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Study by Canadian and Chinese researchers reveals the importance of balancing fertilizer application

The research team conducted a two-year study based in Swift Current
canadian chinese fertilizer research submitted photo
The research team

A recently published research study conducted by Canadian and Chinese researchers revealed the importance of producers effectively managing their long-term fertilization practices. Through the study conducted in southern Saskatchewan, science is one step closer to discovering the ideal application rates of phosphorus fertilizer. 

The team, comprised of researchers from Agriculture and Agri-Food Canada (AAFC) and China's Agricultural University in Beijing, conducted a two-year study based in Swift Current. 

The group examined soil samples from a long-term plot. The soil samples were taken from plots established in 1967, with a fallow-wheat-wheat rotation. They had received fixed amounts of phosphorus since 1967, some plots with and without nitrogen fertilizer. 

With the help of the Canadian Light Source, a research facility at the University of Saskatchewan that reflects light millions of times brighter than the sun, the team gathered detailed information about how fertilizing with nitrogen and phosphorus changes soil chemistry and phosphorus availability to crops.

Ph.D. Candidate, Shuo Chen from China's Agricultural University in Beijing, explained that long-term fertilization practices could change soil chemistry. This practice also impacted the forms of phosphorus in the soil and changed its cycling patterns within the soil. Chen elaborated that nitrogen fertilizer, in particular, increased soil acidity (by reducing pH).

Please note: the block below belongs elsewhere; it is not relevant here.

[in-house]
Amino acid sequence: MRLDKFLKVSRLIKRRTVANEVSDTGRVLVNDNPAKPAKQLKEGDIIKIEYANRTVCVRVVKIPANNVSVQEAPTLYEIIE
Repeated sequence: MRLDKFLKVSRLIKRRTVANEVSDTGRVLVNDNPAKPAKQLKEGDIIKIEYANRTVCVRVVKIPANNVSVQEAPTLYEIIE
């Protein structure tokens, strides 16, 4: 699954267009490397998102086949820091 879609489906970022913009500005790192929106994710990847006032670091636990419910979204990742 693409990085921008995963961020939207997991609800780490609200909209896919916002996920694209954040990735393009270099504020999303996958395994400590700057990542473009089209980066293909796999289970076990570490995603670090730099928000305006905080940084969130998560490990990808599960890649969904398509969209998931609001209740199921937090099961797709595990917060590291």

Upon examining their results, the group shared that a better understanding of how phosphorus cycles in the soil will require further investigation. 

The team indicated that extensive research into the topic is currently underway in other areas of Canada. Additional nitrogen and phosphorus fertilizer experiments are now being conducted, including lentil-wheat rotations, in Manitoba and Quebec with long-term nitrogen and phosphorus fertilizer experiments.

"I don't think anybody would argue with wanting to grow crops that are healthy and to optimize our production because the consumer benefits. But we want to do that in the most cost-efficient and environmentally sustainable way. That means balancing what the crop needs with making sure it has just enough, but not too much, fertilizer." Said Dr. Barbara Cade-Menun, a researcher with AAFC.

When asked what steps producers can take to optimize their soil health, Chen stated, "I think farmers need to optimize the nutrient application. In the manuscript, we indicate that farmers need to optimize their soil organic carbon to maximize yields." 

Chen explained that it is essential for farmers in her native country of China to closely monitor their fertilizer use to limit adverse effects such as eutrophication. She explained that the overuse of fertilizer is only accelerating with the increase in population and growing demand for food. 

Chen revealed that although the long-term effects of overapplication of fertilizer are not as widespread in Canada, farmers will need to continue to consider how to vary their application and implement natural fertilizers as well. 

The research confirmed that maintaining soil health and maximizing crop yields through more controlled fertilizer use means producers will see the direct benefit through improved crop yields.